Tuesday, November 13, 2007

Illegality in an anti-insurgency college of Chhattisgarh


A journalist’s work is often frustrating. Leads are a plenty, but most get nowhere. Once in a while though, one does hit pay dirt. Here is one such experience. During the last two years I have had many opportunities to visit the College of Counter Terrorism and Jungle Warfare at Kanker in Chhattisgarh. I was always impressed by the chief of the college—Basant Kumar Ponwar—and his trained commandos. After his retirement from the Indian Army, Ponwar is now on deputation with the Chhattisgarh police. Before this posting he was the head of the Counter Insurgency and Jungle Warfare School in Warengate, Mizoram.He says: “Chhattisgarh’s ex governor, K M Seth contacted me at Warengate one day.

He wanted to send over some candidates for commando training to deal with the increasing Naxal violence in Chhattisgarh. I suggested that a few training sessions would not be sufficient. The forces would need training on an ongoing basis. And this is how the Kanker college was set up.”The ex-brigadier continues: “I teach the men to fight a guerrilla, like a guerrilla.” That is the main agenda of this jungle warfare college.”Confident handshake At Dantewada, I saw Ponwar’s wards in action: they provided an impressive contrast to the ordinary pot-bellied policeman.

There was something reassuring about the confident way they shook hands with me. Meeting the brigadier also left me with an overwhelming sense of pride. To see that to this day our country has officers like him: the dedication and integrity of his wards towards the task at hand was exemplary.I kept up our acquaintance.

On one of my visits, Ponwar took me to the top of a hill. He told me, “I am having this hill dug up, to make a helipad.” The ex-army official shared with me the outline of a Rs 72-crore project to set up the College of Counter Terrorism and Jungle Warfare. He informed me about the elaborate plans for a swimming pool, an auditorium and a guesthouse. “When you visit next, you will not have to look for another place to stay,” Ponwar told me in his inimitable style.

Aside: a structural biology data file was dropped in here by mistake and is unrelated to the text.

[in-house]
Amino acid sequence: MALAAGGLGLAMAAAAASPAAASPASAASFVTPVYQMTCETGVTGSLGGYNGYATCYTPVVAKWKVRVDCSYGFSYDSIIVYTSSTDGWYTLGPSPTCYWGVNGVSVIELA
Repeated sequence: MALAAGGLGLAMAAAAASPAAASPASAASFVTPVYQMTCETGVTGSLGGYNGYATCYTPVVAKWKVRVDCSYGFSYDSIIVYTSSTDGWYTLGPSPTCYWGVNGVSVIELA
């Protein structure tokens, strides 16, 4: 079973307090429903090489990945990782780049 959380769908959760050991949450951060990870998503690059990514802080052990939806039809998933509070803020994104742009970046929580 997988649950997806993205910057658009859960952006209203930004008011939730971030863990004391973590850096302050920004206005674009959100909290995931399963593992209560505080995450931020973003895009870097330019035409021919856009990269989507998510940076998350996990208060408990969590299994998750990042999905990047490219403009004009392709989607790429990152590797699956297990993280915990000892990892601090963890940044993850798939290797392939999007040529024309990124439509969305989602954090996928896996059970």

Digging the hill
As journalists we tend to dig wherever we can and the digging of the hill by Ponwar inspired me to do some on my own. I wondered if the law was being followed in setting up a huge project on what looked like forestland. I found out that the settlement for this land was made in 1921-22, when it was known as village Gadh Pichhwari, and Singarbhaat.

According to the old settlement, the two villages comprised about 140 ha, of which 68 ha was a forest.In the recent settlement, the name of village Patharri has been added, and the size of the forest has reduced to 45 ha acres (about 37.5 ha covered with large trees and 17 ha with small trees). The old records make no mention of this village. It seems Patharri village came into existence much later. The process for transferring the land to the police department began on May 25, 1998, when Kanker’s superintendent of police wrote a letter to the district collector (reference 7/98).

The department wanted this land for building a police residential colony. On December 4, 1998 the collector, changed the land-use status of this tract from forest to residential. Anyhow, allotment to the police department was approved by the District Planning Committee in a meeting on April 4, 2001. Satya Narayan Sharma, the then Chhattisgarh minister for higher education, was present at this meeting. It was announced that the district forest officer (dfo), Kanker, had given a no objection certificate for the change of usage, vide letter reference 2578/4.8.98.

source- downto earth

No comments: